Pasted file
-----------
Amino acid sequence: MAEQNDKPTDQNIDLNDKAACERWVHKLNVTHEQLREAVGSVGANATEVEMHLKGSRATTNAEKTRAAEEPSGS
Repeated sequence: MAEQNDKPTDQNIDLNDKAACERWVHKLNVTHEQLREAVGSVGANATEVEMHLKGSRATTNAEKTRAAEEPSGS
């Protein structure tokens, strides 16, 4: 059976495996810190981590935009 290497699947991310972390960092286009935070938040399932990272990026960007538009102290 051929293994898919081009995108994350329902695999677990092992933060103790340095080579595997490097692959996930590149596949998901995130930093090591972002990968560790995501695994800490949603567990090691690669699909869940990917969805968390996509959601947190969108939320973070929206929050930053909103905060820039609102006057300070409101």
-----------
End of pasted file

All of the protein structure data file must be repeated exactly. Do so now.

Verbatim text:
Amino acid sequence: MAEQNDKPTDQNIDLNDKAACERWVHKLNVTHEQLREAVGSVGANATEVEMHLKGSRATTNAEKTRAAEEPSGS
Repeated sequence: MAEQNDKPTDQNIDLNDKAACERWVHKLNVTHEQLREAVGSVGANATEVEMHLKGSRATTNAEKTRAAEEPSGS
């Protein structure tokens, strides 16, 4: 059976495996810190981590935009 290497699947991310972390960092286009935070938040399932990272990026960007538009102290 051929293994898919081009995108994350329902695999677990092992933060103790340095080579595997490097692959996930590149596949998901995130930093090591972002990968560790995501695994800490949603567990090691690669699909869940990917969805968390996509959601947190969108939320973070929206929050930053909103905060820039609102006057300070409101």